2021 ◽  
pp. 1-22
Faezeh Abaj ◽  
Masoumeh Rafiee ◽  
Fariba Koohdani

Abstract The progression of cardiometabolic diseases is determined by both genetic and environmental factors. Gene-diet interactions may therefore be important in modulating the risks of developing metabolic diseases. The objectives were to investigate the effect of the interaction between BDNF Val66Met polymorphisms and Dietary Insulin Index and Insulin Load (DII and DIL) on Cardiometabolic Markers among diabetic patients. In this cross-sectional study, blood samples were collected from 667 patients. DIL & DII were defined using a validated food frequency questionnaire (FFQ). Genotyping the BDNF Val66Met polymorphism was conducted by the PCR-RFLP method. Interactions between dietary indices and gene variants were evaluated using a Generalized Linear Model (GLM). PGF2a concentrations were significantly higher among Val homozygotes than Met alleles carrier. This study revealed that, compared with individuals with the Val/Val genotype, those with the Met/Val or Met/Met genotype had lower BMI (P-interaction =0.04), TG (P-interaction=0.04), leptin (P-interaction =0.01), LDL (P-interaction=0.04) and TC (P-interaction =0.01) when they consumed diets higher on the DIL index. Moreover, the highest quartile of the DIL, compared to the lowest, showed increased in WC (P-interaction =0.02) and LDL/HDL (P-interaction =0.04) for Val/Val homozygotes compared to Met-allele carriers. BDNF Val66Met variants may interact with DIL and DII, thus be involved in the development of cardiometabolic risk factors. If diabetic patients with Met alleles regulate dietary intakes, they have a protective opportunity to regulate their cardiometabolic markers.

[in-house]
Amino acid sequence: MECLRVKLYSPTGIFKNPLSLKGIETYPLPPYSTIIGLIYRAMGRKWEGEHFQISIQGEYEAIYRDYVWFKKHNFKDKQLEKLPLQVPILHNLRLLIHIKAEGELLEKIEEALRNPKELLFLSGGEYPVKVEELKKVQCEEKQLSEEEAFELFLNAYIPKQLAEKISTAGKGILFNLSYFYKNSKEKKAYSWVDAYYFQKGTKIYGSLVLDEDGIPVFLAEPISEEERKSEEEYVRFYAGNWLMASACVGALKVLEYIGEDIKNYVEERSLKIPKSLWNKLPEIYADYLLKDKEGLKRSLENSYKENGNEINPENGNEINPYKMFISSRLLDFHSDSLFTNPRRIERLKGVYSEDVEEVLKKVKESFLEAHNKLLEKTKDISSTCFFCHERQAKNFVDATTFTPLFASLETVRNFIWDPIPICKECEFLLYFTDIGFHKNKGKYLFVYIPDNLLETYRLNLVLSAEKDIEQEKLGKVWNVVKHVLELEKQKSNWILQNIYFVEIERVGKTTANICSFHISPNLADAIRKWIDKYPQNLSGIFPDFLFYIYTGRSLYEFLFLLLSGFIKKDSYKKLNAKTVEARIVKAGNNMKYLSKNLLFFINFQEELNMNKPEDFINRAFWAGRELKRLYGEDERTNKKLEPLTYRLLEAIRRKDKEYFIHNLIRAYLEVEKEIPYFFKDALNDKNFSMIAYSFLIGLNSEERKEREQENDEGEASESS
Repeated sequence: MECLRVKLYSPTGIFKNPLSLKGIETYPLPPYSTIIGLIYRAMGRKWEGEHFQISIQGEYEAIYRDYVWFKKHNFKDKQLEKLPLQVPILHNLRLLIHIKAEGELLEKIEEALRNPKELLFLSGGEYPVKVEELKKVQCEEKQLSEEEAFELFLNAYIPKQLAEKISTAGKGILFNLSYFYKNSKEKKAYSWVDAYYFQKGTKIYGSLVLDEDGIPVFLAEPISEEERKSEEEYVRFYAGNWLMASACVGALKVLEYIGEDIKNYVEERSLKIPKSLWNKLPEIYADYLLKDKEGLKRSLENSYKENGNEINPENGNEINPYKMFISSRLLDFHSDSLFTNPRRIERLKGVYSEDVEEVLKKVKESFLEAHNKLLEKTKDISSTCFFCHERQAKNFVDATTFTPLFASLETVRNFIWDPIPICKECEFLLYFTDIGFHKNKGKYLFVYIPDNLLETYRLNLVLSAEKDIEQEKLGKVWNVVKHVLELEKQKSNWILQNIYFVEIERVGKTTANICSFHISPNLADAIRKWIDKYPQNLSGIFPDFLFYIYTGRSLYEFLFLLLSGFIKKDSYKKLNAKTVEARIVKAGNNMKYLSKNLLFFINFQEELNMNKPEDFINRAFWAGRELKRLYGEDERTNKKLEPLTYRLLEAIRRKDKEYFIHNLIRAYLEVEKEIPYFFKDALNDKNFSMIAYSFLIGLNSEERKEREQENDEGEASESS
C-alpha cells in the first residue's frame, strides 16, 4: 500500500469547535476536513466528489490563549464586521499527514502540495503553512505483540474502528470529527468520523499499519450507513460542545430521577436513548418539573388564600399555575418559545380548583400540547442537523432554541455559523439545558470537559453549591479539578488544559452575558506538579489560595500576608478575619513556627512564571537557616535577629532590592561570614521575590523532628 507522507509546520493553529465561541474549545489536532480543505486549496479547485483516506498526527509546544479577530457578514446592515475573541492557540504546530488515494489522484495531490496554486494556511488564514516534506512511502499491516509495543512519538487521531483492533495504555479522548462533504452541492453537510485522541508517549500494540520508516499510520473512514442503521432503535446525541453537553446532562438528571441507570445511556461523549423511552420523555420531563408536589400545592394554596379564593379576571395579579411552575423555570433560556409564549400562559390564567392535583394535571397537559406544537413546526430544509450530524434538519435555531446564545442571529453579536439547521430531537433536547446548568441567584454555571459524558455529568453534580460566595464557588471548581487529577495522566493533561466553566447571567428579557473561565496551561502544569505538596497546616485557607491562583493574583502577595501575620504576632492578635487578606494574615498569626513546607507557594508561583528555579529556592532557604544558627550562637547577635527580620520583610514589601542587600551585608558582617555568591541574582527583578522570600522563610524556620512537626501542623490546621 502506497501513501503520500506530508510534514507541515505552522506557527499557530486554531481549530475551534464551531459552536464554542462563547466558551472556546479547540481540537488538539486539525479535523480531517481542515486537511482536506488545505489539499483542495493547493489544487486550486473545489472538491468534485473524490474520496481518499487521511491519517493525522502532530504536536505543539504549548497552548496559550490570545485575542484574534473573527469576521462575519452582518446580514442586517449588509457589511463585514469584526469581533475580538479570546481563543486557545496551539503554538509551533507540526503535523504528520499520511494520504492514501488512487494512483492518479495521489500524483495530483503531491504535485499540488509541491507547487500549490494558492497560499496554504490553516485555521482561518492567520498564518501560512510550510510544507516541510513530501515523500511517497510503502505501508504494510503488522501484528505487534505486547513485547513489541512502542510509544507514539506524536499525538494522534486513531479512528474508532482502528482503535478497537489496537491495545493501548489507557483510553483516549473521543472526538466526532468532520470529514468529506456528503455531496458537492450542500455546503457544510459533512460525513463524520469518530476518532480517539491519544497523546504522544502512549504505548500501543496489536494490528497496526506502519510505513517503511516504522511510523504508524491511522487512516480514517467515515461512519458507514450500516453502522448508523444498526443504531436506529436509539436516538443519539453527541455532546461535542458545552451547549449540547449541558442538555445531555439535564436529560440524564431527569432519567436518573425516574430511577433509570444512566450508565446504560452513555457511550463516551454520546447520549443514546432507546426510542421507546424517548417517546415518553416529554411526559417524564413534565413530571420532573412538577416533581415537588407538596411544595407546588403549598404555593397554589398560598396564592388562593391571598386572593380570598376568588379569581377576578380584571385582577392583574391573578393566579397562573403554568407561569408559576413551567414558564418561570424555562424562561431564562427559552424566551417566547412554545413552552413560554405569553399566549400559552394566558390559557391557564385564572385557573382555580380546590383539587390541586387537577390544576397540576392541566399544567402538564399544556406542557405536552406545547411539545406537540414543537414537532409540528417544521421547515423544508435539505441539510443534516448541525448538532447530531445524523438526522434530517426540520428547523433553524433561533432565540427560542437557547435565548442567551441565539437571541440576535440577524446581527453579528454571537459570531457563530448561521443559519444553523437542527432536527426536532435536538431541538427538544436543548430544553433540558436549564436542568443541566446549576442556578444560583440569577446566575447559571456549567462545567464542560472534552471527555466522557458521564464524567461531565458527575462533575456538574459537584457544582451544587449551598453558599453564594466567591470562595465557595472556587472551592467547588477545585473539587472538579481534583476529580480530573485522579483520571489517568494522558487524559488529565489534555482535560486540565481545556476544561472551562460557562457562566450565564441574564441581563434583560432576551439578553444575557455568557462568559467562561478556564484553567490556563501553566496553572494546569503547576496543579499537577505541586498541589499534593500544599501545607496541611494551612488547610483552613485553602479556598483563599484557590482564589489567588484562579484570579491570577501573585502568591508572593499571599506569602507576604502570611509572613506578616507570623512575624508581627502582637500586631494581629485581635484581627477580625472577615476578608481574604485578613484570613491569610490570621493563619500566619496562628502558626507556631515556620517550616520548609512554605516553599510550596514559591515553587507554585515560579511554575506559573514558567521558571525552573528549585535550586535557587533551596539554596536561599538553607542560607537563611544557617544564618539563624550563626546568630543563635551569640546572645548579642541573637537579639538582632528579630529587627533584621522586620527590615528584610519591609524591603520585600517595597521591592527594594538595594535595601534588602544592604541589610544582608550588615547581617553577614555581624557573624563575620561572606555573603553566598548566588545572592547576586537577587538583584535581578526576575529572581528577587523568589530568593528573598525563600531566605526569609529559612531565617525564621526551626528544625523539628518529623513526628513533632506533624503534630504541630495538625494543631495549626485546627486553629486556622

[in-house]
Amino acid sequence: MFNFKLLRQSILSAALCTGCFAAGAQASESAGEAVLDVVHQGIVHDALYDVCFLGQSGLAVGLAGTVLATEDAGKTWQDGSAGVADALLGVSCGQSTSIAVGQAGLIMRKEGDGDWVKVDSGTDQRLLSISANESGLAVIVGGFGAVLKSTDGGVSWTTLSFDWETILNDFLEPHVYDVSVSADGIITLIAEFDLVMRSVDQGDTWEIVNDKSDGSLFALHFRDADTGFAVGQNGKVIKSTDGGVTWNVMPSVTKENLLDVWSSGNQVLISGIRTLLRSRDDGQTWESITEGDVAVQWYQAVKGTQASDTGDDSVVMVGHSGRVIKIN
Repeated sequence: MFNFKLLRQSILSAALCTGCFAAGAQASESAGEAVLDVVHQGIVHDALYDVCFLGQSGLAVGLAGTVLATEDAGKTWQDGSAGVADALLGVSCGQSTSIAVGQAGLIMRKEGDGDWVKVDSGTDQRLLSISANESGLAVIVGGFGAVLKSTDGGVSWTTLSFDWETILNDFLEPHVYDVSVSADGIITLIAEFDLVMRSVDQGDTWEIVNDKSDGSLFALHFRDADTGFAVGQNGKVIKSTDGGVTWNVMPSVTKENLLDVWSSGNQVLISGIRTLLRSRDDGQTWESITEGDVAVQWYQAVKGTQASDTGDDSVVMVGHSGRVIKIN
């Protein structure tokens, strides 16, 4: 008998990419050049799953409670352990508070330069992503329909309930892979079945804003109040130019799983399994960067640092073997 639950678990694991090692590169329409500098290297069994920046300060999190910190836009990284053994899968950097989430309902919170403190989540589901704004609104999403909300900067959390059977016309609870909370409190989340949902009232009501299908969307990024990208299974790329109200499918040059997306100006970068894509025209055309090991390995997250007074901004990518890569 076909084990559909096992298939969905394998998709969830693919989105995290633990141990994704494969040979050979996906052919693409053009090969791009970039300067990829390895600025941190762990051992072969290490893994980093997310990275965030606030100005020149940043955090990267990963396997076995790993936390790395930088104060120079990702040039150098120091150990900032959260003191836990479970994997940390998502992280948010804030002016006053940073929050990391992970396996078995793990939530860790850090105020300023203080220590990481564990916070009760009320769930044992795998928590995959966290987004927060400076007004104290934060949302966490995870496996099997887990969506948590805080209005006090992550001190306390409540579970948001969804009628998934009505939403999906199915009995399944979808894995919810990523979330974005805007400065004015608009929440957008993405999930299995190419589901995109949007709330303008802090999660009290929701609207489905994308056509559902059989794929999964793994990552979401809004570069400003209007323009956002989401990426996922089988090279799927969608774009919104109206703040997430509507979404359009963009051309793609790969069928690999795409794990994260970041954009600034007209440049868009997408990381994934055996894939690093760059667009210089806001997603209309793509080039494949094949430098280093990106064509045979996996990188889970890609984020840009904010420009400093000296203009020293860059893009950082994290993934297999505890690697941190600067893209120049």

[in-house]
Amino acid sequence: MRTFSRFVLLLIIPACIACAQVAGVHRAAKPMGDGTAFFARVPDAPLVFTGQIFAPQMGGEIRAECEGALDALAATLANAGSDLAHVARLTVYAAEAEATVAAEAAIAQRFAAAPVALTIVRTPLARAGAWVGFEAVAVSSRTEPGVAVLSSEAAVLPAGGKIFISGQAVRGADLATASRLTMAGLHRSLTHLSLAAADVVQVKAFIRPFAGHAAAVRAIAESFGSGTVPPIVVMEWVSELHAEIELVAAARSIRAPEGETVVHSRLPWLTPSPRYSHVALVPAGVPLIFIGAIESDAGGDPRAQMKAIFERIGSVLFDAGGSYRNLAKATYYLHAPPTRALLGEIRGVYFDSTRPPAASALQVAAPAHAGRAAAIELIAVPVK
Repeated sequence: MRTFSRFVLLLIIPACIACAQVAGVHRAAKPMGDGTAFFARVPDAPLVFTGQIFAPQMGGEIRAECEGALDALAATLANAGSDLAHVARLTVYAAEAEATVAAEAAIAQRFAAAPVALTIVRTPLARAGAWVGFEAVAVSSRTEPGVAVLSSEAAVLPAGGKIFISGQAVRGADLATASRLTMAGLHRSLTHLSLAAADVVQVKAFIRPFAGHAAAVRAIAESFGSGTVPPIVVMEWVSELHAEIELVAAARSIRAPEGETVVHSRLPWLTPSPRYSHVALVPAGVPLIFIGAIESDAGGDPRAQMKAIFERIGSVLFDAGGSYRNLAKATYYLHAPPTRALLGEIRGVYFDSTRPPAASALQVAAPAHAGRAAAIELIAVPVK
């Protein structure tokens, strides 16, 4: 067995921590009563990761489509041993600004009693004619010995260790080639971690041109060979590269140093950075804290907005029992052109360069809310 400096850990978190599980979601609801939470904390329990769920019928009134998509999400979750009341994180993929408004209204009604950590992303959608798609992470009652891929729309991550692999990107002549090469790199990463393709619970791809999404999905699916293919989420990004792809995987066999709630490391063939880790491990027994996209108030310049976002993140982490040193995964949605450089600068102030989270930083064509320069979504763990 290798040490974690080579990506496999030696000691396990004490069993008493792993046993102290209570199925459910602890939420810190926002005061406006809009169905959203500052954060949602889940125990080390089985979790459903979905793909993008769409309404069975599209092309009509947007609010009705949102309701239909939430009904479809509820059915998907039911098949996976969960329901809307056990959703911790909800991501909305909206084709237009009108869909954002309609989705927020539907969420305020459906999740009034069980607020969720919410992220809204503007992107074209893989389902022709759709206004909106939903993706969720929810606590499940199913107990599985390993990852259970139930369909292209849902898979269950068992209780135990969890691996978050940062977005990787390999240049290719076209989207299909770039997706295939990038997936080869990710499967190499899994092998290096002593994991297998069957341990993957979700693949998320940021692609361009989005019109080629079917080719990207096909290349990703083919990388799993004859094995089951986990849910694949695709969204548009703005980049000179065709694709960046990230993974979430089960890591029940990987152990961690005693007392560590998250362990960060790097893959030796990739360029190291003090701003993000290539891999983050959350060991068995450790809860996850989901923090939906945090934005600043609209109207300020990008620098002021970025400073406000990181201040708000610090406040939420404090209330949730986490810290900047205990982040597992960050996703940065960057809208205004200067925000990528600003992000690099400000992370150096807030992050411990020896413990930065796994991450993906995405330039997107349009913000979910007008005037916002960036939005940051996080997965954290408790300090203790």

2021 ◽  
pp. 1-37
Claire T. McEvoy ◽  
Sarah E. Moore ◽  
Christina M. Erwin ◽  
Meropi Kontogianni ◽  
Sara M Wallace ◽  

Abstract Adhering to a Mediterranean Diet (MD) is associated with reduced cardiovascular disease (CVD) risk. This study aimed to explore methods of increasing MD adoption in a non-Mediterranean population at high risk of CVD, including assessing the feasibility of a developed peer support intervention. The Trial to Encourage Adoption and Maintenance of a MEditerranean Diet (TEAM-MED) was a 12-month pilot parallel group RCT involving individuals aged ≥40 y, with low MD adherence, who were overweight, and had an estimated CVD risk ≥20% over ten years. It explored three interventions, a peer support group, a dietician-led support group and a minimal support group to encourage dietary behaviour change and monitored variability in Mediterranean Diet Score (MDS) over time and between the intervention groups, alongside measurement of markers of nutritional status and cardiovascular risk. 118 individuals were assessed for eligibility, and 75 (64%) were eligible. After 12 months there was a retention rate of 69% (PSG 59%; DSG 88%; MSG 63%). For all participants, increases in MDS were observed over 12 months (p<0.001), both in original MDS data and when imputed data were used. Improvements in BMI, HbA1c levels, systolic and diastolic blood pressure in the population as a whole. This pilot study has demonstrated that a non-Mediterranean adult population at high CVD risk can make dietary behaviour change over a 12-month period towards a MD. The study also highlights the feasibility of a peer support intervention to encourage MD behaviour change amongst this population group and will inform a definitive trial.